People love being outdoors to refresh and reconnect with nature. As busy schedules become more and more hectic the time spent outdoors is becoming more and more appreciated. Homeowners are dedicating a great deal of thought and effort in planning their outdoor spaces. Gravel pathways are becoming extremely popular to add architectural interest, beauty and utilitarian function to homes and gardens.

The first step in creating a gravel path is to adequately consider the lay of the land and make a wise decision on laying out the path. For example, if the lot is steep it will be necessary to reinforce the sides and make periodic breaks in the path to prevent the gravel for washing away in a rainfall. When faced with this situation it is important to keep the gravel level with the reinforcement to prevent tripping and awkward stepping from spot to spot. If the land is level and has no natural obstacles it is possible to lay the gravel and bleed it down on the sides to make it level and easy for walking. It is important not to ignore the general terrain and try to work with it instead of against it. Putting down gravel without considering how weather conditions will treat it will make the effort futile.

Once the general path layout is selected it is a good idea to consider the aesthetics of the path. For example, a path can get to where it is going in a straight line but often it is much more inviting if it meanders to reach the destination. Try to put a little interest into the general layout so it is pleasing to the eye. As the path is planned be sure to select a width that is adequate for walking on. Also consider if two people will need to walk side by side and be sure to get the width comfortable for walking. The ground underneath the gravel needs to be cleared of weeds, grass and undergrowth and smoothed out to be as level as possible. No one wants to be battling weeds and grass coming through the gravel so doing a little preparation will be much appreciated later.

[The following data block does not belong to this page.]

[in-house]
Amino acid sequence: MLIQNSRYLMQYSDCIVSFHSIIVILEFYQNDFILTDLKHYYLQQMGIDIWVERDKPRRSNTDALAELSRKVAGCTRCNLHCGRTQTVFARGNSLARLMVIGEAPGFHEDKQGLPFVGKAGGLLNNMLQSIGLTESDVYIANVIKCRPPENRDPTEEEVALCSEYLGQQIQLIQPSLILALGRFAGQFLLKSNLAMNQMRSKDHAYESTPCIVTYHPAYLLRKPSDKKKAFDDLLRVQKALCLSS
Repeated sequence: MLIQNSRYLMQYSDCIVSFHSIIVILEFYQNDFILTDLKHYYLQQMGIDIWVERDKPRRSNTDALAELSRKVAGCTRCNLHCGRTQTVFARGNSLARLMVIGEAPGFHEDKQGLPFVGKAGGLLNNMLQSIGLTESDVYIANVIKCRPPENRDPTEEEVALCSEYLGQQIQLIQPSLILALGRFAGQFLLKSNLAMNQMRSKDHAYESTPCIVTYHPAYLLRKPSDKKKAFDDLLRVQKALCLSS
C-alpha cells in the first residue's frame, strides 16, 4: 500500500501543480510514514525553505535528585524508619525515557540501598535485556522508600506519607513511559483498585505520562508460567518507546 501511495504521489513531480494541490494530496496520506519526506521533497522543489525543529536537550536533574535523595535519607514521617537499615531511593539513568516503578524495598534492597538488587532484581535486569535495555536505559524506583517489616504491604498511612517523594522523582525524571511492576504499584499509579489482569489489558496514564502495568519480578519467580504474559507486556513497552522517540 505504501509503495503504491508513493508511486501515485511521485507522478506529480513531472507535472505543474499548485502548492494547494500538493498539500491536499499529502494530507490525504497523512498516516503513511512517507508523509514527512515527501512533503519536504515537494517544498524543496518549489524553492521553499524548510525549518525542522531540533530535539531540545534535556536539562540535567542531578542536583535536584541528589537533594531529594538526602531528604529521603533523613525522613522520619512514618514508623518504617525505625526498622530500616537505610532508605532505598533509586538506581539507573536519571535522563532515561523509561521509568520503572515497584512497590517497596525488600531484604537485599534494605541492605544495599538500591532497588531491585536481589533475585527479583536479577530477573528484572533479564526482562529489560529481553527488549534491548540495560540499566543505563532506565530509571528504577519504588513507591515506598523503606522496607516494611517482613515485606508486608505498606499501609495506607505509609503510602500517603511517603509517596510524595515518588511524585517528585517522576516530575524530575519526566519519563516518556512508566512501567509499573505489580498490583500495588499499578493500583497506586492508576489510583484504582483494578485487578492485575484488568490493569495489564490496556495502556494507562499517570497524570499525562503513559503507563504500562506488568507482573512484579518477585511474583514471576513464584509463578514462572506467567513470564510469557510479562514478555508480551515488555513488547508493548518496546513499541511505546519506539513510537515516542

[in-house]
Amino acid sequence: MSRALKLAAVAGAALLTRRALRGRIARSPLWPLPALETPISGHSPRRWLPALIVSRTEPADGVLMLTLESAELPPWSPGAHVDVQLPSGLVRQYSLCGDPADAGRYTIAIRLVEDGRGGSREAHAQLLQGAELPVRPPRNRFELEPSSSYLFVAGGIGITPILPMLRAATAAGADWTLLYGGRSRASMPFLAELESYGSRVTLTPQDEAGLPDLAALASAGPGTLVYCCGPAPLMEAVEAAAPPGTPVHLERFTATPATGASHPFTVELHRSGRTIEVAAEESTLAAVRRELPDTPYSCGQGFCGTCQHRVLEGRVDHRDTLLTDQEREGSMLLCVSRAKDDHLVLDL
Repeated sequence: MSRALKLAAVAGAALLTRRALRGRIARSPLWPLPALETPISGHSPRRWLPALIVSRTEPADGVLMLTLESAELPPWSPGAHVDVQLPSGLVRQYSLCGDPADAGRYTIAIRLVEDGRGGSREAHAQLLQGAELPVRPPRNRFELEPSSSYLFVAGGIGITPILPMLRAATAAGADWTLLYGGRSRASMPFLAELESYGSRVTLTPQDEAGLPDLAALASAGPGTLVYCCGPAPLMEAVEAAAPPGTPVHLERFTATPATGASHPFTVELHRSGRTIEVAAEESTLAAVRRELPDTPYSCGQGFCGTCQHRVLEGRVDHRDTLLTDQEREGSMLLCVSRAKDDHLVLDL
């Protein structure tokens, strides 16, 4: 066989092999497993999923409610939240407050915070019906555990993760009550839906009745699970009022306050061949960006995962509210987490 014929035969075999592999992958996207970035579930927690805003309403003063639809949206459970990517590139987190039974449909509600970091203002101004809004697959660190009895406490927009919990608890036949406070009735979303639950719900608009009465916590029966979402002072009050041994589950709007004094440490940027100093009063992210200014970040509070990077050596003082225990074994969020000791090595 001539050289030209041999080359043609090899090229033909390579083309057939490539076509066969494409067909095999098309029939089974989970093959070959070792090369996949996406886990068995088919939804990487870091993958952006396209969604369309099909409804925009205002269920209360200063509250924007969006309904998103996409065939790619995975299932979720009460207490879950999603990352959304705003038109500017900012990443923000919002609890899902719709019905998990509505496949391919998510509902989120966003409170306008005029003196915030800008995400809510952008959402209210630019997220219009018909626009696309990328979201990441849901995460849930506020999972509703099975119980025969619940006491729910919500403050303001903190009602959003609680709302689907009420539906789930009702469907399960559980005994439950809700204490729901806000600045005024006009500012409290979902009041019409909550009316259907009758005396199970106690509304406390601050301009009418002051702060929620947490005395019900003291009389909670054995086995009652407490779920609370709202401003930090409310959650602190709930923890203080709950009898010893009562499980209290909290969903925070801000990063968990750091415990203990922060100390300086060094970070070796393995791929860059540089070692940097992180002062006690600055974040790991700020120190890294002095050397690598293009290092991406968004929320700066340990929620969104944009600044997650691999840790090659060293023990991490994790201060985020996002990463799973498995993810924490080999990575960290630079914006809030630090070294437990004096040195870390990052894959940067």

As the path of gravel travels it is nice to select landscaping to enhance the pathway. A nice surprise of a blooming plant around the bend is always inviting to the walker. Depending on the length of the pathway it is also helpful to have a place to sit and rest from time to time. A bench or tree stump can add visual interest and be very helpful if the path is long or steep. It is important to remember that not everyone using the path will always be fit and ready to endure a long walk.

Selecting the correct type of gravel is important to creating a pleasing pathway. Gravel comes in many types, textures and patterns. While the pathway is supposed to be attractive it is critical to remember that walking is the primary purpose so the selection of a gravel that is comfortable to the feet is very important. One type of gavel that is often used is crushed rock that compacts nicely. If the gravel selected is large it will tend to roll under shoes and be dangerous and uncomfortable. Color selection is often determined by the environment it is placed in. Blending things to be naturally appealing works nicely. White rock would look out of place in a wooded area but might look very nice in a pathway leading to a coy pond.

Once the rock is selected and placed in the path it is important to compact it down to be sure it settles nicely into the path. Rollers can be rented to accomplish this or for small areas a concentrated packing can be done with a shovel or other flat surface. It is usually necessary to add additional gravel after a general break in period of a new path as the natural settling of the stone will create the need for more gravel.

Taking care of a gravel path is fairly easy with the addition of new stones as the seasons take their toll. However, a natural path of gravel will give many years of service and enjoyment.

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